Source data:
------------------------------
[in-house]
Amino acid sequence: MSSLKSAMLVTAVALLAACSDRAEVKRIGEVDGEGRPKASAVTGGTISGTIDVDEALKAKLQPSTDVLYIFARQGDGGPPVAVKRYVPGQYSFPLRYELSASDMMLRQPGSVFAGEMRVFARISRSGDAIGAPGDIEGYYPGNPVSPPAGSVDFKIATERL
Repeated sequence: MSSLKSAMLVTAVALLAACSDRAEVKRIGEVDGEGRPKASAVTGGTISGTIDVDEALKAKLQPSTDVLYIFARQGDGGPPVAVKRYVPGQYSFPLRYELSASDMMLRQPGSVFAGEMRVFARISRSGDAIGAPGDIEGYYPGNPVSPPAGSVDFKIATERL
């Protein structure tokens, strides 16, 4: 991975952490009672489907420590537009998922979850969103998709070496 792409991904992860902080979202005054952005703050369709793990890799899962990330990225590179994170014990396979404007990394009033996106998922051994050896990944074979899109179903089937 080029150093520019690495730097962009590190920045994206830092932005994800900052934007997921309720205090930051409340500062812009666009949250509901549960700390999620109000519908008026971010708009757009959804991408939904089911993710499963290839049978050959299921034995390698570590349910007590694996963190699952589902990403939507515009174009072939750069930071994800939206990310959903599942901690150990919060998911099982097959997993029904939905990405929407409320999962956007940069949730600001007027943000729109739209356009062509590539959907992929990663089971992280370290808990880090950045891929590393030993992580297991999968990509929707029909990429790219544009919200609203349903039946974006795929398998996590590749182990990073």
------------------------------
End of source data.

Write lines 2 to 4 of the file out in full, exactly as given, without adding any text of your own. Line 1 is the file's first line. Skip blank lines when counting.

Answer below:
Amino acid sequence: MSSLKSAMLVTAVALLAACSDRAEVKRIGEVDGEGRPKASAVTGGTISGTIDVDEALKAKLQPSTDVLYIFARQGDGGPPVAVKRYVPGQYSFPLRYELSASDMMLRQPGSVFAGEMRVFARISRSGDAIGAPGDIEGYYPGNPVSPPAGSVDFKIATERL
Repeated sequence: MSSLKSAMLVTAVALLAACSDRAEVKRIGEVDGEGRPKASAVTGGTISGTIDVDEALKAKLQPSTDVLYIFARQGDGGPPVAVKRYVPGQYSFPLRYELSASDMMLRQPGSVFAGEMRVFARISRSGDAIGAPGDIEGYYPGNPVSPPAGSVDFKIATERL
């Protein structure tokens, strides 16, 4: 991975952490009672489907420590537009998922979850969103998709070496 792409991904992860902080979202005054952005703050369709793990890799899962990330990225590179994170014990396979404007990394009033996106998922051994050896990944074979899109179903089937 080029150093520019690495730097962009590190920045994206830092932005994800900052934007997921309720205090930051409340500062812009666009949250509901549960700390999620109000519908008026971010708009757009959804991408939904089911993710499963290839049978050959299921034995390698570590349910007590694996963190699952589902990403939507515009174009072939750069930071994800939206990310959903599942901690150990919060998911099982097959997993029904939905990405929407409320999962956007940069949730600001007027943000729109739209356009062509590539959907992929990663089971992280370290808990880090950045891929590393030993992580297991999968990509929707029909990429790219544009919200609203349903039946974006795929398998996590590749182990990073």